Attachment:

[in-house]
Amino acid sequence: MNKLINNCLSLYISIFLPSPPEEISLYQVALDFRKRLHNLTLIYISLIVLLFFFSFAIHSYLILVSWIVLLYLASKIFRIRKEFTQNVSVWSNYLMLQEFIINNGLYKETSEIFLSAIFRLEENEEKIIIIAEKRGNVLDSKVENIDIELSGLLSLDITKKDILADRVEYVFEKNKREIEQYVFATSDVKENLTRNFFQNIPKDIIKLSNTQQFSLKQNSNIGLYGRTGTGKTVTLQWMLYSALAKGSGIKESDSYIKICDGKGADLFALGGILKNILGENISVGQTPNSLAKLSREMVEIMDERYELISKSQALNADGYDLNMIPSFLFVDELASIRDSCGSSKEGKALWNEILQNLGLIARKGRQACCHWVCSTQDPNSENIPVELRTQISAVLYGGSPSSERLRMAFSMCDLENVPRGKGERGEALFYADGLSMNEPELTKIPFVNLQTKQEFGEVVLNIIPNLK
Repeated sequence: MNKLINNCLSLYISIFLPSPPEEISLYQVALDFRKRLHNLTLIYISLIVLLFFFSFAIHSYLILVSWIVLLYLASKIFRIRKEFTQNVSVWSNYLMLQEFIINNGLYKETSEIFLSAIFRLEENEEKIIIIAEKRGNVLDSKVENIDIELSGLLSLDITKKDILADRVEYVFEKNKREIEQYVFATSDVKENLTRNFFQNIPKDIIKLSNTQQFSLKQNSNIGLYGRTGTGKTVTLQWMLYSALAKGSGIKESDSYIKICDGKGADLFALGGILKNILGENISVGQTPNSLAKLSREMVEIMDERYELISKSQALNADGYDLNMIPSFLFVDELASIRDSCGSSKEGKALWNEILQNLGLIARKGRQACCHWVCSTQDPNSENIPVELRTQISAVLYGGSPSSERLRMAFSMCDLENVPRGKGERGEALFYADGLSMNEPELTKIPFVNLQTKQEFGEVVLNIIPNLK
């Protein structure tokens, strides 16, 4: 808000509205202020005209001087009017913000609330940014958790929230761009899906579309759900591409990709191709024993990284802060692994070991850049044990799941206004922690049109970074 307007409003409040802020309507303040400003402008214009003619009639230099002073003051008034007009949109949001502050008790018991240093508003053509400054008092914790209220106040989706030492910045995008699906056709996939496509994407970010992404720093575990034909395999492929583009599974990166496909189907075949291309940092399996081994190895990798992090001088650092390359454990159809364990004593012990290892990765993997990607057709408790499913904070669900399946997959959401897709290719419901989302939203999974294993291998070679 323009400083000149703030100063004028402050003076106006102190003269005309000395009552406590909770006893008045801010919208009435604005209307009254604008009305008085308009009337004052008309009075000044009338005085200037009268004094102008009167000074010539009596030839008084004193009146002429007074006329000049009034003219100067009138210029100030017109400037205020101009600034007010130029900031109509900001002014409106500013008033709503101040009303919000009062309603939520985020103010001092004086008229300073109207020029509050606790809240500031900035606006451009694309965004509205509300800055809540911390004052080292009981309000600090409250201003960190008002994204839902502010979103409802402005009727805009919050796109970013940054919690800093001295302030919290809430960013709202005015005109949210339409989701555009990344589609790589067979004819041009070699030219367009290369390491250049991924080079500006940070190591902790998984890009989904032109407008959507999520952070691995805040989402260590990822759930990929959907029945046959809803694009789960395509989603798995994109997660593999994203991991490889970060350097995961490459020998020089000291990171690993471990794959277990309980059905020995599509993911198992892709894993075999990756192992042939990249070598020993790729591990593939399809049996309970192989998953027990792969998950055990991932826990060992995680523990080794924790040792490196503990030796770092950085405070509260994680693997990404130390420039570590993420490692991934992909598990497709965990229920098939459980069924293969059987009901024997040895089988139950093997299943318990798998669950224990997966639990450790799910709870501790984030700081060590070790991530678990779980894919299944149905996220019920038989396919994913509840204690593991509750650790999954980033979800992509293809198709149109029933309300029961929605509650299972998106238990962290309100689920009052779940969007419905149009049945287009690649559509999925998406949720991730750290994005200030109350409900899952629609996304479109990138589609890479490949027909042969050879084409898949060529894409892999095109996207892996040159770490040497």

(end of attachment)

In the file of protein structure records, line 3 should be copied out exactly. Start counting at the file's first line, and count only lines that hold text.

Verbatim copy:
Repeated sequence: MNKLINNCLSLYISIFLPSPPEEISLYQVALDFRKRLHNLTLIYISLIVLLFFFSFAIHSYLILVSWIVLLYLASKIFRIRKEFTQNVSVWSNYLMLQEFIINNGLYKETSEIFLSAIFRLEENEEKIIIIAEKRGNVLDSKVENIDIELSGLLSLDITKKDILADRVEYVFEKNKREIEQYVFATSDVKENLTRNFFQNIPKDIIKLSNTQQFSLKQNSNIGLYGRTGTGKTVTLQWMLYSALAKGSGIKESDSYIKICDGKGADLFALGGILKNILGENISVGQTPNSLAKLSREMVEIMDERYELISKSQALNADGYDLNMIPSFLFVDELASIRDSCGSSKEGKALWNEILQNLGLIARKGRQACCHWVCSTQDPNSENIPVELRTQISAVLYGGSPSSERLRMAFSMCDLENVPRGKGERGEALFYADGLSMNEPELTKIPFVNLQTKQEFGEVVLNIIPNLK